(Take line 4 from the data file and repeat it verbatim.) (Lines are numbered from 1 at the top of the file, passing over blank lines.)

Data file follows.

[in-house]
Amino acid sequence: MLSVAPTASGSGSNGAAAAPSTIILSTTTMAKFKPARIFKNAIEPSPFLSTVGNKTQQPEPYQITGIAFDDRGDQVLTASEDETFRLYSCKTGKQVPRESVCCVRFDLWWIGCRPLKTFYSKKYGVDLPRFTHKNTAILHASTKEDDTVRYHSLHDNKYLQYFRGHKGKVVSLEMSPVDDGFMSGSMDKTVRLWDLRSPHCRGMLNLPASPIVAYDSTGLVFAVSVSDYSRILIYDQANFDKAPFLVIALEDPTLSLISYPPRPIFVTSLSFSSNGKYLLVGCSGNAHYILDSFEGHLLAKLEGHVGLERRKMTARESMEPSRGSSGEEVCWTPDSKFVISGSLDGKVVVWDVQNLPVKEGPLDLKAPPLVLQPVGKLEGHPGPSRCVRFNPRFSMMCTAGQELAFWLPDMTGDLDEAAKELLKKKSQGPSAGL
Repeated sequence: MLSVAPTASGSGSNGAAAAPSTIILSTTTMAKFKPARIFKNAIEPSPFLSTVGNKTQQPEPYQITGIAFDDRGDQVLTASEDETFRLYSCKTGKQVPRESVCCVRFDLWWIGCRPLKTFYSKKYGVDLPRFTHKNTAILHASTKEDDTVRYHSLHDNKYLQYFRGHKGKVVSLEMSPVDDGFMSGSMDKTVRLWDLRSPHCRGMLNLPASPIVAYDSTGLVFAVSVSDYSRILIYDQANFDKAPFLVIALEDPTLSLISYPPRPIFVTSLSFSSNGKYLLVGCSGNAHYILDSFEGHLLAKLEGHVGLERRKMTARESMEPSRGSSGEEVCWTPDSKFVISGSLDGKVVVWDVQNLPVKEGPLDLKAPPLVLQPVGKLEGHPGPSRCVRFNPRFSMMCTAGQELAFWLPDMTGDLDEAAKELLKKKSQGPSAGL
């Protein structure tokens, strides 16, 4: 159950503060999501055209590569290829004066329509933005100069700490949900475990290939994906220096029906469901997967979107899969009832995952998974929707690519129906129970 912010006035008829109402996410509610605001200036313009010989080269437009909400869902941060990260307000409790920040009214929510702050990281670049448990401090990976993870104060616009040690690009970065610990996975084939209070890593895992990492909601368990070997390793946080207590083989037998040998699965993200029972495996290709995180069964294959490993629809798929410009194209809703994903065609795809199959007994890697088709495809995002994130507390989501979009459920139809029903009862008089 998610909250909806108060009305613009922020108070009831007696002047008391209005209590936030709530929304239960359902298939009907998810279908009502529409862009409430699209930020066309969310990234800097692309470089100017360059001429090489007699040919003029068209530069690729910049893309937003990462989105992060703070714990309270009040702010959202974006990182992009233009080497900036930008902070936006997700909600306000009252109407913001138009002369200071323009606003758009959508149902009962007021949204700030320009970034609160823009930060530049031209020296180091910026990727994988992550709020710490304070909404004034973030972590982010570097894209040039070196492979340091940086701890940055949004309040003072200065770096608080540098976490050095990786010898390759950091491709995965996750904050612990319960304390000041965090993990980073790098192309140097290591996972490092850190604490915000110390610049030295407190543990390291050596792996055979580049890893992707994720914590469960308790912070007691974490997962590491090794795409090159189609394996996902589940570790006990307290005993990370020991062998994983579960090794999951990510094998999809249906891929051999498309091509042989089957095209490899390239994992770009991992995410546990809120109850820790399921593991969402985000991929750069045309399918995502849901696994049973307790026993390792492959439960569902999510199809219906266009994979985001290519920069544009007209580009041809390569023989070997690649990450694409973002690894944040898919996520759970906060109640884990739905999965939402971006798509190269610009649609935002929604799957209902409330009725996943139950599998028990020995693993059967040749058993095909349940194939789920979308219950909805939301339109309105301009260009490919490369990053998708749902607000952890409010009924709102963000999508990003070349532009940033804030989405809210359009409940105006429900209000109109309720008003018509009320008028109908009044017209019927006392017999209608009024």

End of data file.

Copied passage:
């Protein structure tokens, strides 16, 4: 159950503060999501055209590569290829004066329509933005100069700490949900475990290939994906220096029906469901997967979107899969009832995952998974929707690519129906129970 912010006035008829109402996410509610605001200036313009010989080269437009909400869902941060990260307000409790920040009214929510702050990281670049448990401090990976993870104060616009040690690009970065610990996975084939209070890593895992990492909601368990070997390793946080207590083989037998040998699965993200029972495996290709995180069964294959490993629809798929410009194209809703994903065609795809199959007994890697088709495809995002994130507390989501979009459920139809029903009862008089 998610909250909806108060009305613009922020108070009831007696002047008391209005209590936030709530929304239960359902298939009907998810279908009502529409862009409430699209930020066309969310990234800097692309470089100017360059001429090489007699040919003029068209530069690729910049893309937003990462989105992060703070714990309270009040702010959202974006990182992009233009080497900036930008902070936006997700909600306000009252109407913001138009002369200071323009606003758009959508149902009962007021949204700030320009970034609160823009930060530049031209020296180091910026990727994988992550709020710490304070909404004034973030972590982010570097894209040039070196492979340091940086701890940055949004309040003072200065770096608080540098976490050095990786010898390759950091491709995965996750904050612990319960304390000041965090993990980073790098192309140097290591996972490092850190604490915000110390610049030295407190543990390291050596792996055979580049890893992707994720914590469960308790912070007691974490997962590491090794795409090159189609394996996902589940570790006990307290005993990370020991062998994983579960090794999951990510094998999809249906891929051999498309091509042989089957095209490899390239994992770009991992995410546990809120109850820790399921593991969402985000991929750069045309399918995502849901696994049973307790026993390792492959439960569902999510199809219906266009994979985001290519920069544009007209580009041809390569023989070997690649990450694409973002690894944040898919996520759970906060109640884990739905999965939402971006798509190269610009649609935002929604799957209902409330009725996943139950599998028990020995693993059967040749058993095909349940194939789920979308219950909805939301339109309105301009260009490919490369990053998708749902607000952890409010009924709102963000999508990003070349532009940033804030989405809210359009409940105006429900209000109109309720008003018509009320008028109908009044017209019927006392017999209608009024």